The future of funding for highly specialist treatments in various hospitals has been thrown into uncertainty after the Department of Health decided to stop providing a £62m budget that supplements it.
NHS England is set to begin discussions about the future of the budget for 2014-15.
An NHS England spokeswoman said “discussions remain open” between the DH and NHS England “as to whether this funding will be available in the future”.
HSJ understands the DH informed the 16 trusts that received a share of the fund in 2013-14 of its decision just before the end of the financial year.
A finance director at one of the trusts in receipt of the funding said the timing of the decision had not given trusts enough time to factor the cut into their budgets for 2014-15.
He said: “To be informed about this change in funding so close to the year end means that it will be very difficult for us to make the necessary changes in 2014-15 to achieve our forecast financial outturn.”
A DH spokeswoman said funding was axed because the department approach to research and development aimed to be “fair to all trusts across the country”. “This has been communicated to the relevant chief executives,” she said.
The NHS England spokeswoman said it was “still providing” some funding, while working with Monitor to improve the tariff payment system for specialist providers. She said discussions about the funding in 2014-15 would “commence shortly” and that it would “not be appropriate for us to comment further at this time”.
A spokesman representing 10 London trusts that describe their £50m share of the £62m as “Project Diamond” said they will continue to count the funding in their budgets, despite the DH’s decision.
He said: “Over the last five years the DH, and more recently NHS England, have recognised the deficiencies in the specialist tariff and have sought to remedy this by making interim funding available pending a wider review of the tariff.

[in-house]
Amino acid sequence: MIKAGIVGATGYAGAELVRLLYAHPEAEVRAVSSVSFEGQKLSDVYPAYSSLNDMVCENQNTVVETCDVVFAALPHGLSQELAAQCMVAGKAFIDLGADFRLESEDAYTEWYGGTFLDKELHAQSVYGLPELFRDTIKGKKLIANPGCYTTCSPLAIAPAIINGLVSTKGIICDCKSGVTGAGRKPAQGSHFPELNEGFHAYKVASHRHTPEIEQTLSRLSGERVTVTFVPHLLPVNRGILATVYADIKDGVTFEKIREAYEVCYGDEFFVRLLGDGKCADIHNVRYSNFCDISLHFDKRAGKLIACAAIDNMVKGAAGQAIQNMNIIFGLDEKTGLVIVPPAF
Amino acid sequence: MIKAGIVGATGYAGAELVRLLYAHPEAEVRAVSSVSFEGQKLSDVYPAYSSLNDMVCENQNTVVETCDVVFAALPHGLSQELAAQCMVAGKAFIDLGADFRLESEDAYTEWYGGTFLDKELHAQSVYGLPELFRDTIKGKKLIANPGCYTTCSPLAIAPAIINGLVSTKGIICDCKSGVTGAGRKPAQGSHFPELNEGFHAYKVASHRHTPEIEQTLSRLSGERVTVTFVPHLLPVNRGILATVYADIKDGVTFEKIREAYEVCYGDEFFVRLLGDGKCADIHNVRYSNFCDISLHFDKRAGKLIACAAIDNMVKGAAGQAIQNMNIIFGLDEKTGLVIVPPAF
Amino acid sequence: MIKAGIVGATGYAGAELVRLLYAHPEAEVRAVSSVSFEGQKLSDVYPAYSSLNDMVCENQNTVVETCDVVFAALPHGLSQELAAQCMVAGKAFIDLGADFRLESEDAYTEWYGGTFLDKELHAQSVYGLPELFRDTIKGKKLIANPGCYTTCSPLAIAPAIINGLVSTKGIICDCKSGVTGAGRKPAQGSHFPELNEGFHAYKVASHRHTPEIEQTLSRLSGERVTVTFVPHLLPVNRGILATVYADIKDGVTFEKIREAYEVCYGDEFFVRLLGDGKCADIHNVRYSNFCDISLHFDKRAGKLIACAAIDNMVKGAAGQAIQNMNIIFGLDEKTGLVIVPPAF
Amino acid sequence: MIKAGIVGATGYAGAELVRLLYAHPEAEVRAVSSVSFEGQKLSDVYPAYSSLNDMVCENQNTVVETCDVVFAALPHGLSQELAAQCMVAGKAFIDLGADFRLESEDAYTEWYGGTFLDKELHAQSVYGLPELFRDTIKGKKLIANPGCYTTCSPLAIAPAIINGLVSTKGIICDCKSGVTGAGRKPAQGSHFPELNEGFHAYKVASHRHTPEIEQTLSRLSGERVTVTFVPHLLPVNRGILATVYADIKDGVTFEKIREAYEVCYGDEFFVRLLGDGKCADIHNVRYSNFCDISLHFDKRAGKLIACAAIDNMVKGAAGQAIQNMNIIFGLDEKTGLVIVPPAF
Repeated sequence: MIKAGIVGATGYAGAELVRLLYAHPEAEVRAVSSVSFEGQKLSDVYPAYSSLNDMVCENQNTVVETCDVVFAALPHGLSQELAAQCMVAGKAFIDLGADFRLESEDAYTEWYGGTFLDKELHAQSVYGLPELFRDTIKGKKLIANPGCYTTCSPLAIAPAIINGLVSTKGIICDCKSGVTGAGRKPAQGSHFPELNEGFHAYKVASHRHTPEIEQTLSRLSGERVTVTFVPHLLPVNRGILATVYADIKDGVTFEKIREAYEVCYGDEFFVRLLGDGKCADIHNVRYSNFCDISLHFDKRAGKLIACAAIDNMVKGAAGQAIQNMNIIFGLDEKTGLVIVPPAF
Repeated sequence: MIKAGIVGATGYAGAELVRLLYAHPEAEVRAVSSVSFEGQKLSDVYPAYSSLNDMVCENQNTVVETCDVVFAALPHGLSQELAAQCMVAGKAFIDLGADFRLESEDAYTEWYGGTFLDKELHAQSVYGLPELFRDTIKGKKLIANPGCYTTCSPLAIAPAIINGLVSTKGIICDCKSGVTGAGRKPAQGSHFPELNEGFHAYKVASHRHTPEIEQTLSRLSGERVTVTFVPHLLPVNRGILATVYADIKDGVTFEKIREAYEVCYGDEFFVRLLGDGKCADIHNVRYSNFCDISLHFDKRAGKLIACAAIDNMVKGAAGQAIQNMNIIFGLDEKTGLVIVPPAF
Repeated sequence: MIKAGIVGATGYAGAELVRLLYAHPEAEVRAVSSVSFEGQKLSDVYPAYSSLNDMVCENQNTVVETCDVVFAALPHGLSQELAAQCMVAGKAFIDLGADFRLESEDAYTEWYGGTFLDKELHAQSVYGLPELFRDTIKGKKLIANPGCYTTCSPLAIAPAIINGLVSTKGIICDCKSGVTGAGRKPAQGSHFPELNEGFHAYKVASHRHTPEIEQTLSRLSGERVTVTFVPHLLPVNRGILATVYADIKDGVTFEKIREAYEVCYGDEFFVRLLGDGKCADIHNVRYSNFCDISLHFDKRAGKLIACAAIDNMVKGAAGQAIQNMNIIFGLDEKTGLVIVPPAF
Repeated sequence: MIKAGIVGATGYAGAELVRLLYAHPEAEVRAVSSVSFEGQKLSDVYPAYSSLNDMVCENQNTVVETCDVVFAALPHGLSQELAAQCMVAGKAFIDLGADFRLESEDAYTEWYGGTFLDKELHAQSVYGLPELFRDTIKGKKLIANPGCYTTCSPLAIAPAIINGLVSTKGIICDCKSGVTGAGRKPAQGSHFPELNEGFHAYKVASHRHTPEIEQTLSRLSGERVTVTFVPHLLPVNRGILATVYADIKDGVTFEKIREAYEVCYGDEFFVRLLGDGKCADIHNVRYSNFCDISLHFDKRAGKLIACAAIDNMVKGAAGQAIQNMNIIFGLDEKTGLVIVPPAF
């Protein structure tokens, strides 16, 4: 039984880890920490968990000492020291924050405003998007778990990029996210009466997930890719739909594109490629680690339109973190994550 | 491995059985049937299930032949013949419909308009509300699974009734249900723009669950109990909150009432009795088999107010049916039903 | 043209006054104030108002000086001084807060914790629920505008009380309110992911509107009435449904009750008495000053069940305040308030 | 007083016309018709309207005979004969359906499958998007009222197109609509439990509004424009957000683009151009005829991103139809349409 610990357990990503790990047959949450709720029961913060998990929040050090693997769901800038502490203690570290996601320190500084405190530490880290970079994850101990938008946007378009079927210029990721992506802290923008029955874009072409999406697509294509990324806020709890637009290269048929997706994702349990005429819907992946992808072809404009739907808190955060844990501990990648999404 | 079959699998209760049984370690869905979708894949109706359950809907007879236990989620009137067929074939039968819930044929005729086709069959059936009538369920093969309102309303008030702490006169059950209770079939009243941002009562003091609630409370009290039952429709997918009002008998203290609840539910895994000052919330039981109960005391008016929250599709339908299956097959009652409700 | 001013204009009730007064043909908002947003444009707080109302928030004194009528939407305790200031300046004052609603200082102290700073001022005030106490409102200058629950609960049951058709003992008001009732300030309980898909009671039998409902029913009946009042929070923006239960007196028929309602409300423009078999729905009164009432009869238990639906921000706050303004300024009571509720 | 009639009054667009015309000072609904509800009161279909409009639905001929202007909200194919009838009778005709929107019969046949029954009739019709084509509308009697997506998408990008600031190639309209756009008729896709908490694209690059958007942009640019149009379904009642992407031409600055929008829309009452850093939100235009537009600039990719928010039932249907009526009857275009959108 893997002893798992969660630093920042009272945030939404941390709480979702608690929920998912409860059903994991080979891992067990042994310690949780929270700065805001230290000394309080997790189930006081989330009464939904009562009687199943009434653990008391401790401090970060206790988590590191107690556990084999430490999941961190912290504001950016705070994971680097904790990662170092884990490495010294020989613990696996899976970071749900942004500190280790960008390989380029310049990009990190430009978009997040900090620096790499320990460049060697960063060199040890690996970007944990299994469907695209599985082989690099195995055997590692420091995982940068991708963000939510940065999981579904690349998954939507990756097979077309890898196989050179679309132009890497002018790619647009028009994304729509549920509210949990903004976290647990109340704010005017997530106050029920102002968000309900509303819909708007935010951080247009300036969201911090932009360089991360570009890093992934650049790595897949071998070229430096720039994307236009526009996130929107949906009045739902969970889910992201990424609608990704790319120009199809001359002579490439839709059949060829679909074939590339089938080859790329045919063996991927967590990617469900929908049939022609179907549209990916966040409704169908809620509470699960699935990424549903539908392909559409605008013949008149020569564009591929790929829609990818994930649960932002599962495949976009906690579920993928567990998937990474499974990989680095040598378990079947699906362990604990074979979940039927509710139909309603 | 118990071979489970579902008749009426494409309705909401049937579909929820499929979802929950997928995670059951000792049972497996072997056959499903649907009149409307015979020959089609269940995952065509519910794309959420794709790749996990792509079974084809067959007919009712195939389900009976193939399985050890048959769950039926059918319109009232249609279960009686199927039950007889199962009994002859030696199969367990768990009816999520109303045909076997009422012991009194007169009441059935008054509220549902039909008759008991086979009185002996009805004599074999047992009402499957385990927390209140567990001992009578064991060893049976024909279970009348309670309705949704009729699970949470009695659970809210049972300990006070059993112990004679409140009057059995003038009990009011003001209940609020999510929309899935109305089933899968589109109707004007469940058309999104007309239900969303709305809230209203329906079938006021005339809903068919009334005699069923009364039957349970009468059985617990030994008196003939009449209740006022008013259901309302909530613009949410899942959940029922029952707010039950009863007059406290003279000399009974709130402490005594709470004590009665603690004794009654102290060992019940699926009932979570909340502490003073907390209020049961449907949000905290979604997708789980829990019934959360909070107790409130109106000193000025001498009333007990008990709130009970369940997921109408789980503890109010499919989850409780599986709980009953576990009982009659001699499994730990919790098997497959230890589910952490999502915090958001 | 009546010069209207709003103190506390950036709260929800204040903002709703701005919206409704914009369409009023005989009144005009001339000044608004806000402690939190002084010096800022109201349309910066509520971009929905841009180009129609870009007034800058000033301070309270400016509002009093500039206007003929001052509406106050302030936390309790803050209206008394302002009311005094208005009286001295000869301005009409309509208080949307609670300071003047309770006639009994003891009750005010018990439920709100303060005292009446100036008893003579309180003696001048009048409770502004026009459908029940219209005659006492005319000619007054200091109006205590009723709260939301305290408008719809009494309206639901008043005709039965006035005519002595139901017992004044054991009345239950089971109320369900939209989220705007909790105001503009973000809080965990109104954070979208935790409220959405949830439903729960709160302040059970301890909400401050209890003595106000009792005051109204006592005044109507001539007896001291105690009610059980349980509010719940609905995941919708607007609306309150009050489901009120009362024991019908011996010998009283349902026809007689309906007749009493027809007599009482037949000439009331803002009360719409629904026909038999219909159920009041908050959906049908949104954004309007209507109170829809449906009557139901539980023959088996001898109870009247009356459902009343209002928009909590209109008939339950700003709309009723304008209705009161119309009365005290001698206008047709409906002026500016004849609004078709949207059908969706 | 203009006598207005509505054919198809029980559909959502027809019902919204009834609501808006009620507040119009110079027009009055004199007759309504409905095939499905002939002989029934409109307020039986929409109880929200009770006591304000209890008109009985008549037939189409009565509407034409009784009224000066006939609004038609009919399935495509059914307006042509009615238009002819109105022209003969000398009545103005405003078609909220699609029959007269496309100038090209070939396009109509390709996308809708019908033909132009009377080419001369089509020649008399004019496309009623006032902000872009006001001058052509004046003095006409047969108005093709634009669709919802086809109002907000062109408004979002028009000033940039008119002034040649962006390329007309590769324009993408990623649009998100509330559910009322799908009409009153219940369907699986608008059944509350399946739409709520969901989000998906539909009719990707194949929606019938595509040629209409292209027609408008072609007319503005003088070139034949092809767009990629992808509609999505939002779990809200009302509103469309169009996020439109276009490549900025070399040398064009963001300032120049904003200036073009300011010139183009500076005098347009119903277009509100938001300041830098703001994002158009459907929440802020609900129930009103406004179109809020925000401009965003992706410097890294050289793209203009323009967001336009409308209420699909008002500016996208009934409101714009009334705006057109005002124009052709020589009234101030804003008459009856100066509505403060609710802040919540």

“This review aims to make the tariff sufficiently sensitive to ensure that the costs of highly specialist work is properly recognised and reimbursed.”
|Provider||Funding (2013-14) (£m)|
|University College London Hospitals Foundation Trust||9.6|
|Barts Health Trust||9.1|
|Royal Brompton and Harefield Foundation Trust||8.1|
|Imperial College Healthcare Trust||7.7|
|Guy’s and St Thomas’ Foundation Trust||7.7|
|Newcastle Upon Tyne Hospitals Foundation Trust||2.9|
|King’s College Hospital Foundation Trust||2.6|
|Sheffield Teaching Hospital Foundation Trust||2.2|
|Oxford University Hospital Trust||2.1|
|St George’s Healthcare Trust||2.1|
|Central Manchester University Hospitals Foundation Trust||1.8|
|Royal Free London Foundation Trust||1.7|
|Cambridge University Hospitals Foundation Trust||1.5|
|University Hospitals Birmingham Foundation Trust||1.4|
|The Royal Marsden Foundation Trust||1.0|
|Royal National Orthopaedic Hospital Trust||0.4|
- BARTS HEALTH TRUST
- CAMBRIDGE UNIVERSITY HOSPITALS NHS FOUNDATION TRUST
- CENTRAL MANCHESTER UNIVERSITY HOSPITALS NHS FOUNDATION TRUST
- Department of Health and Social Care (DHSC)
- GUY'S AND ST THOMAS' NHS FOUNDATION TRUST
- IMPERIAL COLLEGE HEALTHCARE NHS TRUST
- KING'S COLLEGE HOSPITAL NHS FT
- NHS England (Commissioning Board)
- North East
- OXFORD UNIVERSITY HOSPITALS NHS TRUST
- ROYAL BROMPTON AND HAREFIELD NHS TRUST
- ROYAL FREE LONDON FOUNDATION TRUST
- ROYAL NATIONAL ORTHOPAEDIC HOSPITAL NHS TRUST
- SHEFFIELD TEACHING HOSPITALS NHS FOUNDATION TRUST
- ST GEORGE'S HEALTHCARE NHS TRUST
- THE NEWCASTLE UPON TYNE HOSPITALS NHS FOUNDATION TRUST
- THE ROYAL MARSDEN NHS FOUNDATION TRUST
- UNIVERSITY COLLEGE LONDON HOSPITALS NHS FOUNDATION TRUST
- UNIVERSITY HOSPITALS BIRMINGHAM NHS FOUNDATION TRUST